HONG KONG ELIMINATE KENYA TO KEEP RUGBY WORLD CUP HOPE ALIVE

17 Nov 2018

Photo credit: World Rugby


Despite having their backs firmly against the wall in today’s match against Kenya at the Rugby World Cup 2019 repechage in Marseille, Hong Kong held up its end of the bargain, securing a six-try, bonus point win, 42-17, to keep its hopes for a place at the World Cup alive.

A brace of tries from reserve No.8 Thomas Lamboley helped pace a five-try second half as Hong Kong turned a 12-7 deficit at the break into a 42-17 win, eliminating Kenya from contention and extending its mastery over the Simbas to three straight tests since 2017.

Things looked grim early on, as Hong Kong sputtered through a sloppy first half where both sides seemed more intent on turning the ball over then attacking with it.  That trend continued throughout the match, with an incredible 51 turnovers recorded, 22 for Kenya against 19 for Hong Kong.

With its unorthodox style, the vast amounts of loose ball in the first half benefited Kenya, who showed how dangerous they are in chaos with two quick strikes to take a 12-0 lead after 23 minutes.

Kenya outworked Hong Kong in the first half, with the back row led by No.8 Josh Chisange causing massive problems and forcing coach Leigh Jones to turn to the bench after just 26 minutes, bringing on No.8 Thomas Lamboley and prop Jack Parfitt to replace Kane Boucaut and Dylan Rogers.

Both were influential in adding energy and spine to Hong Kong’s efforts down the first half stretch, while Lamboley also figured heavily in the second half comeback.

“If you go two tries down in quick succession, you need to do something to change the dynamic,” said coach Leigh Jones after the match.

 

“The changes we made might not have been hugely fair to the boys who came off, but they had the desired effect.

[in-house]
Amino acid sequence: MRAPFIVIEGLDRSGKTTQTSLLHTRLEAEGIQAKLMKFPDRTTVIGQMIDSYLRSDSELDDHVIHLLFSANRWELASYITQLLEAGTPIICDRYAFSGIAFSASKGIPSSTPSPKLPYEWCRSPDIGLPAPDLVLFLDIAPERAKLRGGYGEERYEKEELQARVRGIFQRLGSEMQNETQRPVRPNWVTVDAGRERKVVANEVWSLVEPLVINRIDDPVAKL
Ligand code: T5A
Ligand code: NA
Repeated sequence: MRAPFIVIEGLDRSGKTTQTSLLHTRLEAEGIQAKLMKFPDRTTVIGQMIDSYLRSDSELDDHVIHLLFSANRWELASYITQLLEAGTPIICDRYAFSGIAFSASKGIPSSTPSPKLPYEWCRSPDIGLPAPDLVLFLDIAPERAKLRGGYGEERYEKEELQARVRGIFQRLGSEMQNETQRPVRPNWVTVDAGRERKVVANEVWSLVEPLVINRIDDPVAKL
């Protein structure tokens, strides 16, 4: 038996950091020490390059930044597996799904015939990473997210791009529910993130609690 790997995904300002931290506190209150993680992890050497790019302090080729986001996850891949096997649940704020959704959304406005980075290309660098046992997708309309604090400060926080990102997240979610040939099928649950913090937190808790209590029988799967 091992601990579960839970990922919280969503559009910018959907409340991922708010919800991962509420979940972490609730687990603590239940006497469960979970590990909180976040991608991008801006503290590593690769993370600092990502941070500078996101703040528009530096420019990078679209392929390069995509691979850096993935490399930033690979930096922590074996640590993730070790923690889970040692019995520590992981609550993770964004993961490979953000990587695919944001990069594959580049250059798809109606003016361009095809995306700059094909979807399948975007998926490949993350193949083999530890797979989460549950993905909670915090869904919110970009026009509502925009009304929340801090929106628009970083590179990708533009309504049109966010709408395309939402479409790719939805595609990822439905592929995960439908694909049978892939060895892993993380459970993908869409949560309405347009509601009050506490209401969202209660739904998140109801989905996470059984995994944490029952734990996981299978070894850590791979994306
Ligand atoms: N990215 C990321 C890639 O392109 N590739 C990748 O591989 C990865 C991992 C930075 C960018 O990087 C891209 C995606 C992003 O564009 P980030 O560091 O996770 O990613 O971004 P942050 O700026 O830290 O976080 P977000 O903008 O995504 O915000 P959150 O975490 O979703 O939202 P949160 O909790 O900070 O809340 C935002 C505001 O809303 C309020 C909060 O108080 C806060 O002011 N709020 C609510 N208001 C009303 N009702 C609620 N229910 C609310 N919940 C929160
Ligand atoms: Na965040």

“We took a calculated risk making so many changes ahead of Kenya, [ed note: 12 positional changes from the opening game], but that was always our plan and after we lost to Germany we decided to keep to that plan, as there are still a lot of players we need to look at at this level.

 

“But we picked a very strong bench; one that we thought could come on late and win us the game, and that's exactly what they did,” Jones said.

 

Hong Kong dominated territory in the first half, with more than 70% share of the pitch, but failed to convert possession into points as unforced errors and knock-ons plagued the attack early on, as was the case against Germany.

Hong Kong got on the board after 30 minutes when winger Max Denmark pounced on a well weighted grubber kick from fly-half Ben Rimene, with the fortunate bounce causing the defence to overrun the ball. Denmark wasted no time in collecting and crashing over and Rimene added the extras, leaving Hong Kong trailing 12-7 entering half-time.

Hong Kong righted ship in the second half, outplaying Kenya behind superior fitness and a strategic kicking game that kept the Kenyans pinned deep in their half where they were more prone to self-immolation given their free-wheeling style.

A back-row consisting of Hong Kong’s most capped player Nick Hewson, open-side flanker Toby Fenn, and Lamboley, put on a clinic in the late stages as they blunted the effects of Chisange and crew and kept the scoreboard ticking over, accounting for four of Hong Kong’s five second half tries.